The investigation by Blair, Bloom and Wardwell was requested by the Cleveland Museum in 1989. Central to their project was radiocarbon dating of 17 “Buyid” textiles. CMA1962.264 was not among those selected for analysis. Their general conclusions are as follows. The silks fell into four groups on the basis of radiocarbon dating. Those in Group A are unquestionably medieval, dating from the 10th to the 12th centuries. Two textiles comprising Group D are without question forgeries made after 1950 (on the basis of the presence of radioisotopes produced by atomic bombs). The largest set, Group C, dated between the early 16th or mid-17th century and 1950. Though the radiodating range is large and imprecise other evidence is highly suggestive. On the basis of stylistic, iconographic, paleographic and epigraphic evidence “It…seems likely that they began to be produced as forgeries in the early twentieth century, certainly before their first appearance in the literature of the 1930’s and presumably after the original finds at Rayy in 1924-25.” [BBW, 17] Finally two pieces in Group B remain problematic, but were dated between the mid-15th and mid-16th centuries. Like Group C however, stylistic and other evidence suggests they are unlike other objects known from this period.

To conclude: Among the “Buyid” textiles under scrutiny, there were some that were indeed medieval, but there were also two groups of forgeries: “those produced between ca. 1930 and 1945 and those made after 1950. While both groups of forgeries were undoubtedly made to deceive collectors and scholars, the textiles of the first group show a far more sophisticated knowledge of the style and epigraphy of textiles actually made in Iran in the medieval Islamic period.” [BBW, 18]

We are left in doubt about the origin of CMA1962.264 other than the fact that it was made prior to 1945, since Wiet studied it during the war in Cairo. Day’s conclusion that it is among what has been shown to be a large group of 20th century forgeries is beyond question on stylistic grounds, and it has been accepted as such by the Cleveland Museum.


Blair, Sheila S., Jonathan M. Bloom and Anne E. Wardwell, “Reevaluating the Date of the ‘Buyid’ Silks by Epigraphic and Radiocarbon Analysis,” Ars Orientalis, Vol. 22, (1992), 1-41. [BBW] See below.

Corbin, Henry. Spiritual Body & Celestial Earth: From Mazdean Iran to Shi'ite Iran. Translated by Nancy Pearson. Princeton: Princeton University Press, Bollingen Series XCI: 2, 1977.
_____ Terre céleste et corps de résurrection de l'Iran mazdéen á l'Iran shi'ite. Paris: Buchet/Chastel, 1960.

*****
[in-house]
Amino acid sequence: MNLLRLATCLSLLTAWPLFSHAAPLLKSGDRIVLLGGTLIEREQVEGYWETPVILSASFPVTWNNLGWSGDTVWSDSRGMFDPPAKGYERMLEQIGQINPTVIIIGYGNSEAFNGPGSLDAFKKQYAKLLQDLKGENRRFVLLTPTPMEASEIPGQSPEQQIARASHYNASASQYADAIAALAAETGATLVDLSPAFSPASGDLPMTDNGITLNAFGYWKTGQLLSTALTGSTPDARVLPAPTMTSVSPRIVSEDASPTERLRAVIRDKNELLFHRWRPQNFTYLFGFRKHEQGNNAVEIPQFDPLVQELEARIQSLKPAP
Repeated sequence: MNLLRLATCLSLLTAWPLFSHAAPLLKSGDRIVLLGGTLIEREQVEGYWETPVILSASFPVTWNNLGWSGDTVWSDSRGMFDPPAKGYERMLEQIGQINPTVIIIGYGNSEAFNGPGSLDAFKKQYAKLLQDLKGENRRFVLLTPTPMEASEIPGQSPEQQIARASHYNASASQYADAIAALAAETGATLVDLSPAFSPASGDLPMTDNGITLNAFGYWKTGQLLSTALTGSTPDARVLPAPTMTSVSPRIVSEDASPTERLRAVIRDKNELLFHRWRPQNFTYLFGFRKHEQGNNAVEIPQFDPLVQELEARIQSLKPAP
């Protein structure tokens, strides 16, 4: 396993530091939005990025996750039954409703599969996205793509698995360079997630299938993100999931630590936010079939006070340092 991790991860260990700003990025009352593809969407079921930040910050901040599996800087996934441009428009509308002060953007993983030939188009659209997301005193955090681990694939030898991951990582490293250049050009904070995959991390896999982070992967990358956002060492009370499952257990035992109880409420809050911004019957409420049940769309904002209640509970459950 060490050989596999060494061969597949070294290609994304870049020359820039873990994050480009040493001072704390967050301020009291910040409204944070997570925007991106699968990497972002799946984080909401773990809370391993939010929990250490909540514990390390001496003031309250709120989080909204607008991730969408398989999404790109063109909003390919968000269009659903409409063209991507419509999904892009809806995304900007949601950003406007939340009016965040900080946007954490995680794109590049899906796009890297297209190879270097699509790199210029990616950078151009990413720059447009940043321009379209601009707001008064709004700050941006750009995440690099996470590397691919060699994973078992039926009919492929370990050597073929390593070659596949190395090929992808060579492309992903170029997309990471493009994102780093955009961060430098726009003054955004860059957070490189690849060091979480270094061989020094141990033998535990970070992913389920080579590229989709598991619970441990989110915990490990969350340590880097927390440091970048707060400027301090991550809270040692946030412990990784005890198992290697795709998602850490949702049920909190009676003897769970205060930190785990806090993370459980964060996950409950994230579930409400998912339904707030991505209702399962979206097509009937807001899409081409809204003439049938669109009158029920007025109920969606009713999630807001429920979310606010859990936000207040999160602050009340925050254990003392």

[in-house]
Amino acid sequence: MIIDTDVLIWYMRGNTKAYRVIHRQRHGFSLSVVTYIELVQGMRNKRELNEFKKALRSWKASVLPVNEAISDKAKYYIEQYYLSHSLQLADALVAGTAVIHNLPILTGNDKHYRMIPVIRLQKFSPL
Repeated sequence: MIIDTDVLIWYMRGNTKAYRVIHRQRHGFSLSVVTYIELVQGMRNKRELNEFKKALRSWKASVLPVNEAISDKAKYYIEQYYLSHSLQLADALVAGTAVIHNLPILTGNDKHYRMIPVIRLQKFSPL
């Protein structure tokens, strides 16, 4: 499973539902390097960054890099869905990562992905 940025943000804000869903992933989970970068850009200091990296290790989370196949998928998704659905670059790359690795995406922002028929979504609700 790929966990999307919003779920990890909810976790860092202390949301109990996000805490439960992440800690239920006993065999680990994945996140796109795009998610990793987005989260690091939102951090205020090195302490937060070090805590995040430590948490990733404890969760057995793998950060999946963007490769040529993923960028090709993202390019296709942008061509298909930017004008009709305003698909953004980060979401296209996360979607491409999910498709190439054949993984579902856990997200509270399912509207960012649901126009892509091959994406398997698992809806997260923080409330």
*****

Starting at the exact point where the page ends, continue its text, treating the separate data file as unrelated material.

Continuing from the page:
Day, Florence E. Review: “Soieries persanes. By Gaston Wiet,” Ars Islamica 15-16 (1951): 231-44.
_____ “Miss Day’s Reply,” Ars Islamica 15-16 (1951): 250-51.

Wiet, Gaston. Soieries Persanes. Cairo: Institut français d’archéologie orientale, 1947.

Blair, Bloom & Wardwell

Wednesday, June 16, 2010

Spring Journal and Spring Journal Books
Spring Journal Books
(the book publishing imprint of Spring: A Journal of Archetype and Culture, the oldest Jungian psychology journal in the world)
C.G. Jung in the Humanities
C.G. Jung in the Humanities
Taking the Soul’s Path
by Susan Rowland
ISBN: 978-1-935528-02-9
190 pp.
Price: $ $24.95
Publication Date: April 15, 2010
This book, by eminent Jungian and feminist literary critic Susan Rowland, is the first comprehensive analysis of the significance of Jung's work to the humanities, and even to those complex areas where the humanities and sciences border one another. More radically, it shows that Jung was a writer of myth, alchemy, symbolism, narrative, and poetics, as well as on them. Jung's writing is, in holistic terms, a complex adaptive system that comes alive when realized (made real) in the reader's psyche.

Despite his influence on a remarkable array of artists and thinkers, Jung's ideas have often suffered neglect and misunderstanding. This book goes a long way to making up for that situation. In addition to summarizing his core concepts for the novice, it addresses Jung's sometimes questionable judgment on political and gender issues, demonstrates his past importance and ongoing relevance, and previews some contemporary extensions of the frontiers of Jungian theory.

By penetrating the secrets of the creative psyche, and by exploring the individual's connections with both the natural environment and the social and psychological collective, Jung proves a forerunner of the new holism. His work offers the promise of reconciling the sciences with the arts, humanity with nature.
Praise for C.G. Jung in the Humanities
With passion and lucidity Susan Rowland surveys the diverse ways in which the recent upsurge in Jungian scholarship in the humanities sees perennial questions of meaning and value. No one is in a better position to do so, given her own distinguished contributions to this development.
Rowland has created a comprehensive tour of the vast psychic territory covered by Jung, illuminating to both specialists and lay readers. … [S]he points at what, in Jung, is still valid, and discards what belongs to the prejudices of his time and gender. … Captivating and well written, it is a major contribution to Jungian studies, a book that will become a classic for all students of depth psychology.